Power crisis threatens economy
LOS ANGELES (AP) – Californians will pay higher taxes, out-of-state investments could dry up, and public projects will be scrapped because of the state’s power crisis, complicating an expected recession this year, forecasters said Wednesday.
”It is definitely a negative,” said Tom Lieser, who wrote part of the UCLA Anderson Forecast, an annual report, now in its 50th year, that is prepared by specialists at the university.
The worst threat to the state’s economy could come from state government itself and its scrutiny of private power suppliers, which along with blackouts and brownouts could scare new businesses away, the report said.
The state will spend $6 billion in surplus money and about $16 billion in bond issues to buy emergency power and purchase distribution systems this year, the forecast said.
As a result, taxes will go up. And public projects will be scrubbed for lack of money.
It is difficult to assign specific numbers to the power crunch and its immediate effect on the recession, Lieser said.
California Public Utilities Commission Chairwoman Loretta Lynch was the keynote speaker at the business conference that accompanied the forecast.
California is at war with power wholesalers, she said, whose soaring prices can only be stopped with a cap on what they can charge.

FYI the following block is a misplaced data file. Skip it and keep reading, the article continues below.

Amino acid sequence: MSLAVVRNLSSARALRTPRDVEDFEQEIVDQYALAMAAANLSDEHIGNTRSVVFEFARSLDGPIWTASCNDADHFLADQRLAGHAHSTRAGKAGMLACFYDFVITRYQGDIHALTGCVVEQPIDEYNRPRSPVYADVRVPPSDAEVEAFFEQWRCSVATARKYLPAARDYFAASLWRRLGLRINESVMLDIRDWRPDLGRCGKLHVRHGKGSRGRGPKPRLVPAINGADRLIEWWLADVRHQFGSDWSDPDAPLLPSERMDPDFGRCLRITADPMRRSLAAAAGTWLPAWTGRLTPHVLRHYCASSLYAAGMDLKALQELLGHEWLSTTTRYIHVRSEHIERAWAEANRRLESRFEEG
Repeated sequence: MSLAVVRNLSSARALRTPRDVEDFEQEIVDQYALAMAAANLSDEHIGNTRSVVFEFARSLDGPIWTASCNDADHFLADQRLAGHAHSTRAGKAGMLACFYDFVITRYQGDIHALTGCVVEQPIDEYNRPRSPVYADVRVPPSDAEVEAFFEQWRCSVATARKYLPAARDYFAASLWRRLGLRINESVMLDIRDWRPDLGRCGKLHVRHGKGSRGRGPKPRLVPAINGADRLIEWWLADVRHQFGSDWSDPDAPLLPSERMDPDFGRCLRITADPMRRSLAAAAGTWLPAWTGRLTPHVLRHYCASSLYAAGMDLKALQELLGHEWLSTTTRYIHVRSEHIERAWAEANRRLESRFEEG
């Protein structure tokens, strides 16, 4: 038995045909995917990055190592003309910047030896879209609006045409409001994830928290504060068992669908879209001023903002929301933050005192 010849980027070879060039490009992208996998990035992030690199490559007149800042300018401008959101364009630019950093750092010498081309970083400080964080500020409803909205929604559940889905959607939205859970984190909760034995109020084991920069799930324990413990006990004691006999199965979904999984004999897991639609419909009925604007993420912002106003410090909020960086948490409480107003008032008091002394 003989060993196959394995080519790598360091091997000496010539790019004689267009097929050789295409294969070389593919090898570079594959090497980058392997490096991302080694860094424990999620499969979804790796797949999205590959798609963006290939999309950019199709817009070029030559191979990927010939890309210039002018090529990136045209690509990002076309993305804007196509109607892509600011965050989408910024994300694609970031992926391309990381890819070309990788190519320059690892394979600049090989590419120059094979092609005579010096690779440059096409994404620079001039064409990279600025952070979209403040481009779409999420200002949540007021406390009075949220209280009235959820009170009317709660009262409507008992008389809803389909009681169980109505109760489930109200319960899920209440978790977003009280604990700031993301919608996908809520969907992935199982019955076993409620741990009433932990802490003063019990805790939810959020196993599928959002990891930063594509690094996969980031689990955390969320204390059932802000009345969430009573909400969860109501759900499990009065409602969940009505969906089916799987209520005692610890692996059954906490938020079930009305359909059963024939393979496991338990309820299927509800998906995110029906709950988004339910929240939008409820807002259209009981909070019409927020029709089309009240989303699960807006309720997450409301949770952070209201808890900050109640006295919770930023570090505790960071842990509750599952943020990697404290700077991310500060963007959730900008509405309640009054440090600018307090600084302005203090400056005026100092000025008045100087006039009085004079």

”What California is in is a war against sellers, who are taking so much value out of California’s economy,” she said.
When the state deregulated, ”We handed California’s ability to control prices to the federal government,” she said. ”California did not deregulate, it federalized.”
Lynch then called for more federal intervention.
During Lynch’s speech, her microphone lost power. A technician leaned over the balcony and said the problem was out of his control.
”I feel your pain on that,” Lynch said, referring to the criticism she has taken for championing consumer rate increases last week.
”At least it’s not a blackout,” she added.
The energy crisis has been blamed mainly on California’s 1996 deregulation law, which forced the state’s investor-owned utilities to sell their power plants and buy electricity from wholesalers while capping the rates they could charge consumers.
Southern California Edison and Pacific Gas and Electric say that forced them to the brink of bankruptcy when energy prices spiraled upward over the past year. The two utilities owe billions to power wholesalers who shut off their credit, forcing the state to step in and buy electricity.
Some predict California will face a deficit of $7 billion within 18 months.
Power is only one component of a recession in California, the report said. Economists expect San Francisco area housing prices to fall; unemployment to increase from 4.9 percent last year to 5.7 percent next year; and business lending and venture capital infusions to drop.
The Los Angeles area will be spared from a full-on recession thanks in part to the stability of the Department of Water and Power, a utility unaffected by deregulation law and power outages.
The region also has a ”less exciting but better diversified economy,” Lieser said.
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